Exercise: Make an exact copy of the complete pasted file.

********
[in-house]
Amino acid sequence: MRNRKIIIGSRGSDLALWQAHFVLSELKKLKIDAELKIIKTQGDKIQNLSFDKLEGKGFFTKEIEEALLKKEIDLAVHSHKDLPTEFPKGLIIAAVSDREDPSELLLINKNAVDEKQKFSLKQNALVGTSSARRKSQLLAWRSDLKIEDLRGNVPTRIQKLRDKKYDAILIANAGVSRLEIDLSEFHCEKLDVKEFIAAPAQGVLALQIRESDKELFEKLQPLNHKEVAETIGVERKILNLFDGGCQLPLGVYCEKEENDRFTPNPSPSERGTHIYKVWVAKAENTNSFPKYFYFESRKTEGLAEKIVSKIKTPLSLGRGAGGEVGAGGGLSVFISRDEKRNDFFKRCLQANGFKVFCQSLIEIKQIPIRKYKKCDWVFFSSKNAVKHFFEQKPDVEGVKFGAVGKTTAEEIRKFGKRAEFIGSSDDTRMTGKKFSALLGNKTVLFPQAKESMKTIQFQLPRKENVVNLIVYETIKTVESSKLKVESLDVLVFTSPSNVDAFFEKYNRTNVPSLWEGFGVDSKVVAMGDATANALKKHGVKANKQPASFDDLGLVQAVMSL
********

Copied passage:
[in-house]
Amino acid sequence: MRNRKIIIGSRGSDLALWQAHFVLSELKKLKIDAELKIIKTQGDKIQNLSFDKLEGKGFFTKEIEEALLKKEIDLAVHSHKDLPTEFPKGLIIAAVSDREDPSELLLINKNAVDEKQKFSLKQNALVGTSSARRKSQLLAWRSDLKIEDLRGNVPTRIQKLRDKKYDAILIANAGVSRLEIDLSEFHCEKLDVKEFIAAPAQGVLALQIRESDKELFEKLQPLNHKEVAETIGVERKILNLFDGGCQLPLGVYCEKEENDRFTPNPSPSERGTHIYKVWVAKAENTNSFPKYFYFESRKTEGLAEKIVSKIKTPLSLGRGAGGEVGAGGGLSVFISRDEKRNDFFKRCLQANGFKVFCQSLIEIKQIPIRKYKKCDWVFFSSKNAVKHFFEQKPDVEGVKFGAVGKTTAEEIRKFGKRAEFIGSSDDTRMTGKKFSALLGNKTVLFPQAKESMKTIQFQLPRKENVVNLIVYETIKTVESSKLKVESLDVLVFTSPSNVDAFFEKYNRTNVPSLWEGFGVDSKVVAMGDATANALKKHGVKANKQPASFDDLGLVQAVMSL